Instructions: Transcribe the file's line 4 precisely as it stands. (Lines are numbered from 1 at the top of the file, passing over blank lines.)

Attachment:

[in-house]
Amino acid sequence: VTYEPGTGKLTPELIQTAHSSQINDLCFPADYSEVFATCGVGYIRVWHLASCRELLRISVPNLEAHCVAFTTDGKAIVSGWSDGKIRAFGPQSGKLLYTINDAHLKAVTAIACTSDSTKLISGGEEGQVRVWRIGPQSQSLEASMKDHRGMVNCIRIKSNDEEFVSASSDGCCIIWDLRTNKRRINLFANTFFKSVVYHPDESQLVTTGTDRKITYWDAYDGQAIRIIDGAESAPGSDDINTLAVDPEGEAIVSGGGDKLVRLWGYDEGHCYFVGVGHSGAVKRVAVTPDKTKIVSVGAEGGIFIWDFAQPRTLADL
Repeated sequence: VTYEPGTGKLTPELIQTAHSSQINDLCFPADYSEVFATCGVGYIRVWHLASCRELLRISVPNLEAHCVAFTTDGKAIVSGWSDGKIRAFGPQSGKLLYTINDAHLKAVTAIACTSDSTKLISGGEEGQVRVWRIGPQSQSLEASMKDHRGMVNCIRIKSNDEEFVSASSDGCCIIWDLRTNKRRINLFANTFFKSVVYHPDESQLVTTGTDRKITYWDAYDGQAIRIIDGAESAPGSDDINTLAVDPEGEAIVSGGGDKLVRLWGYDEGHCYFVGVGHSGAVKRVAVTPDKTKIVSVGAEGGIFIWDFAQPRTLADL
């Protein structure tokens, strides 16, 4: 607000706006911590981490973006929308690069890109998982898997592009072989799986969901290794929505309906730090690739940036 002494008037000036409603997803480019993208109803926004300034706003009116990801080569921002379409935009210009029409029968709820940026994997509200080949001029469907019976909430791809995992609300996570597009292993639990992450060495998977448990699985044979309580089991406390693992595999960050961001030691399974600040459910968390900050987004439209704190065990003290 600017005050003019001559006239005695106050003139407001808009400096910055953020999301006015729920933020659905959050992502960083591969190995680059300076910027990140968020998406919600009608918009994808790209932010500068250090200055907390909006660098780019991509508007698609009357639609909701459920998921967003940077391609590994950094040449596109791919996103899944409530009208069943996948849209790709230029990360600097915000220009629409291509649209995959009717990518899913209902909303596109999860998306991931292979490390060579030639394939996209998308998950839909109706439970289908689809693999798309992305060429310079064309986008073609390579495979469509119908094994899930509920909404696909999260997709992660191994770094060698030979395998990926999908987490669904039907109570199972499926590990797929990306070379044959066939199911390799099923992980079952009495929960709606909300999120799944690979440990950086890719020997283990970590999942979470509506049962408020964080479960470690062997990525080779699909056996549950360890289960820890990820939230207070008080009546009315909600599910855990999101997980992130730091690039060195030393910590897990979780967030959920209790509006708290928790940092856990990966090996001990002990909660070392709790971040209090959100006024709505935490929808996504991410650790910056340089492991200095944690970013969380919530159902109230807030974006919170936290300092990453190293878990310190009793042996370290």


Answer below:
């Protein structure tokens, strides 16, 4: 607000706006911590981490973006929308690069890109998982898997592009072989799986969901290794929505309906730090690739940036 002494008037000036409603997803480019993208109803926004300034706003009116990801080569921002379409935009210009029409029968709820940026994997509200080949001029469907019976909430791809995992609300996570597009292993639990992450060495998977448990699985044979309580089991406390693992595999960050961001030691399974600040459910968390900050987004439209704190065990003290 600017005050003019001559006239005695106050003139407001808009400096910055953020999301006015729920933020659905959050992502960083591969190995680059300076910027990140968020998406919600009608918009994808790209932010500068250090200055907390909006660098780019991509508007698609009357639609909701459920998921967003940077391609590994950094040449596109791919996103899944409530009208069943996948849209790709230029990360600097915000220009629409291509649209995959009717990518899913209902909303596109999860998306991931292979490390060579030639394939996209998308998950839909109706439970289908689809693999798309992305060429310079064309986008073609390579495979469509119908094994899930509920909404696909999260997709992660191994770094060698030979395998990926999908987490669904039907109570199972499926590990797929990306070379044959066939199911390799099923992980079952009495929960709606909300999120799944690979440990950086890719020997283990970590999942979470509506049962408020964080479960470690062997990525080779699909056996549950360890289960820890990820939230207070008080009546009315909600599910855990999101997980992130730091690039060195030393910590897990979780967030959920209790509006708290928790940092856990990966090996001990002990909660070392709790971040209090959100006024709505935490929808996504991410650790910056340089492991200095944690970013969380919530159902109230807030974006919170936290300092990453190293878990310190009793042996370290």